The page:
Trigger points may be active or latent. Active trigger points cause pain while the muscles and body are at rest. Latent trigger points do not cause pain without applied pressure but restrict movement or cause muscle weakness. Local twitch responses may also result. These responses refer to a visible or palpable contraction or dimpling of the muscle and skin.
About 23 million people in the U.S. have one or more chronic musculoskeletal system disorders with trigger point symptoms. Additionally, they live their life with everyday symptoms which affect their muscles and pain levels. Overall, musculoskeletal system disorders are the main cause of disability in working-age people and other age groups today.
- Pain and Dysfunction Within Muscles
- Tight Tender Spots
- Sharp Intense Pain or Dull Aches
- Referred Pain
- Decreased Range of Motion
- Regional Persistent Pain
Physically, trigger points can be found as they are a hypersensitive bundle of muscle fibers that are harder than the surrounding muscle tissues. These hyperirritable points can be found in taut bands of muscle. Trigger points can send referred pain to another site remote from the original trigger point.
People who have fibromyalgia or myofascial pain syndrome often have tender points as well. Tender points cause pain in the location of the injury. Conversely, Trigger points have referred pain which affects a remote site. Tender points do not cause referred pain but often cause a total body increase in pain sensitivity.
Trigger Point Causes
- Repetitive Use or Overuse of a Muscle
- Auto Accident Injuries
- Structural Imbalances
- Improper Stretching
- Lack of Stretching Prior to Physical Activity
Trigger points develop in areas of the body where you have muscle spasms, decreased circulation, increased muscle contraction and nerve sensitivity. Due to these conditions contractions and knots occur within the muscle. Knots in your muscles develop when overstimulated muscle fibers are unable to release from their contracted state. In this contracted state, blood flow decreases and oxygen supply diminishes resulting in a build-up of metabolic waste. This build-up causes pain to radiate through your muscles.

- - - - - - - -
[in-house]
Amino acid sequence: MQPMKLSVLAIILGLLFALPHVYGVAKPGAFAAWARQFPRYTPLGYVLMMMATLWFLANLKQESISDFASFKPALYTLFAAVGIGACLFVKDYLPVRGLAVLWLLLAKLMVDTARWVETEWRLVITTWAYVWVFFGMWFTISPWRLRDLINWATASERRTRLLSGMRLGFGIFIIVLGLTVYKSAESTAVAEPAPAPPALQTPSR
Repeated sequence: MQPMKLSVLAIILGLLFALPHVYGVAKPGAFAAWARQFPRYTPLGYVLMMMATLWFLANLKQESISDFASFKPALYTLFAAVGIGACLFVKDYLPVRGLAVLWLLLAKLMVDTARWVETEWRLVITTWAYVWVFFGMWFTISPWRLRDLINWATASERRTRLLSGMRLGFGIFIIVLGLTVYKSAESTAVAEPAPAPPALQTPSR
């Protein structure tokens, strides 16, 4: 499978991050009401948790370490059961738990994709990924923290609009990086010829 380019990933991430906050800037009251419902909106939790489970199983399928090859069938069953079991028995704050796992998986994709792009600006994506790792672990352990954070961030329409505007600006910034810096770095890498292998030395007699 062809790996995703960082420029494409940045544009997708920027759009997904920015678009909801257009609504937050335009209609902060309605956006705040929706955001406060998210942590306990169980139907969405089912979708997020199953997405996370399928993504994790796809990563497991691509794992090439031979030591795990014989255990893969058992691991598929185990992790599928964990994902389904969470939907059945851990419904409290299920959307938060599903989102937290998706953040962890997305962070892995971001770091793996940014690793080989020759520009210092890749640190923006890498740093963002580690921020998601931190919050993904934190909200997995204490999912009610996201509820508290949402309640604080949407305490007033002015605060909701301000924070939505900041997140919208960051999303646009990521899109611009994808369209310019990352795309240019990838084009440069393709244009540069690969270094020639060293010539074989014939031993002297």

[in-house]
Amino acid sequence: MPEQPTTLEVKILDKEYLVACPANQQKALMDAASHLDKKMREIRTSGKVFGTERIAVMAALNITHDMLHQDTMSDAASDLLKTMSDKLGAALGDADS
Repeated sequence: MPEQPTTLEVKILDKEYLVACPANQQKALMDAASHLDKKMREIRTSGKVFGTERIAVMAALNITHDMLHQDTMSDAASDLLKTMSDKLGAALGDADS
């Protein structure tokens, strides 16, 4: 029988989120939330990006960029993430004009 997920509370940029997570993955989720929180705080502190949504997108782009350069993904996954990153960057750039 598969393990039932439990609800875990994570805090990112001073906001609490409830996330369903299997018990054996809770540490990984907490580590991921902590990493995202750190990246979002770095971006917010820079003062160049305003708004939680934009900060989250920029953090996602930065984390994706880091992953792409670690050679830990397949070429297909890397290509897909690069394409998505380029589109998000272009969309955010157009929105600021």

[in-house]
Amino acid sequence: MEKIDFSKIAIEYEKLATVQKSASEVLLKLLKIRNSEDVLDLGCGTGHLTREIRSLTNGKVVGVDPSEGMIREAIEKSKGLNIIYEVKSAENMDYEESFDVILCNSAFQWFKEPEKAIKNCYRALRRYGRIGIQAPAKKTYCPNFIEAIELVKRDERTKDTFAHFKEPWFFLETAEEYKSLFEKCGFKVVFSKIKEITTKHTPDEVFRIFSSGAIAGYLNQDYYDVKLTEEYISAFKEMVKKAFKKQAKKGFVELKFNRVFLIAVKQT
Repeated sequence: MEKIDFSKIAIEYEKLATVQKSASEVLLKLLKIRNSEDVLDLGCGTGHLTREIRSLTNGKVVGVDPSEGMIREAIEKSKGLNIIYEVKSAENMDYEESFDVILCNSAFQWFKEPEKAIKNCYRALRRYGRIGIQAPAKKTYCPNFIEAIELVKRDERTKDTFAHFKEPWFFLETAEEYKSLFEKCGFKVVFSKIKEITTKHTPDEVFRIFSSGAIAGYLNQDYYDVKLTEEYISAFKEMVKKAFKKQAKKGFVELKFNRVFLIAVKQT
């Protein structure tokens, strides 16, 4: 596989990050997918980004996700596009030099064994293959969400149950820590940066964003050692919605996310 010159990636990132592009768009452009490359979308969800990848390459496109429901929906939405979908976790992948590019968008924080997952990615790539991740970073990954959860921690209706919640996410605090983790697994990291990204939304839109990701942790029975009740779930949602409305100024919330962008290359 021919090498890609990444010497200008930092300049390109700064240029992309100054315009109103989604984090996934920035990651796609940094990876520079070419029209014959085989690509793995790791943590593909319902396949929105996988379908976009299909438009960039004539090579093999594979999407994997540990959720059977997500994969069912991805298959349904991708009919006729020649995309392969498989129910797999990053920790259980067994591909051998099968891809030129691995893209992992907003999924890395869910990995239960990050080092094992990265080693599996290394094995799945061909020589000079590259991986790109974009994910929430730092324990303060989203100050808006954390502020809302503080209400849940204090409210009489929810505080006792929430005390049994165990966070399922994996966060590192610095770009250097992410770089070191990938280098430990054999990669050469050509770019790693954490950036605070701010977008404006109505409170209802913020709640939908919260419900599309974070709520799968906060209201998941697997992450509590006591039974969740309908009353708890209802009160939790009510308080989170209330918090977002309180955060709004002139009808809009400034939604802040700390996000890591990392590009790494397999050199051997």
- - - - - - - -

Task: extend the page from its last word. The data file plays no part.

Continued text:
Acute trauma or repetitive microtrauma may lead to the development of trigger points within the muscle fibers. Additional symptoms include a tension headache, tinnitus (ringing in the ears), jaw pain, and decreased range of motion in the legs and lower back.
Microtrauma may result from a lack of exercise, poor posture, vitamin deficiencies, sleep disturbances, and joint problems.
Activities that cause repetitive stress on a specific muscle or muscle group commonly cause chronic stress in muscle fibers. Common conditions include tennis elbow, golf shoulder, and surgical scars.
Treatments include acupuncture, massage, ultrasonography, application of heat or ice, electrical nerve stimulation, as well as trigger-point injections. Massage techniques utilize cycles of isolated pressure to release muscle constrictions and provide pain alleviation. Receiving massage treatment on a regular basis can help you manage pain and stress from chronic conditions. Physical therapy may treat trigger points better in the acute stage of formation. Additionally, physicians often prescribe muscle relaxers and sleeping aids for these conditions.
Trigger Point Injections
For an injection, your physician will locate your trigger point and sanitize the area. The trigger point will then be pinched to isolate it. Your physician’s fingers will stabilize the trigger point to prevent it from rolling away from the needle prior to the injection.
After completing the injection, your physician will test for other trigger points in the same area. If additional points are found in the palpation exam, they will also be injected. Pressure will then be applied to the injection area to promote homeostasis. An adhesive bandage will be applied to the injection site and the procedure will be complete.
Deterrents for Injections
- Bleeding disorders
- Ingestion of blood thinner medication such as aspirin three days prior to the injection
- Presence of an infection
- Allergy to anesthetic agents
- Acute muscle trauma
- Extreme fear of needles
You can expect to feel sore after the procedure. However, your soreness should subside within 3-4 days. You should remain active by having your muscles go through their full range of motion. But, you should avoid strenuous activities during the initial recovery period (3-4 days). If your procedure was ineffective, it is not recommended to have more than 2-3 injections in the same muscle.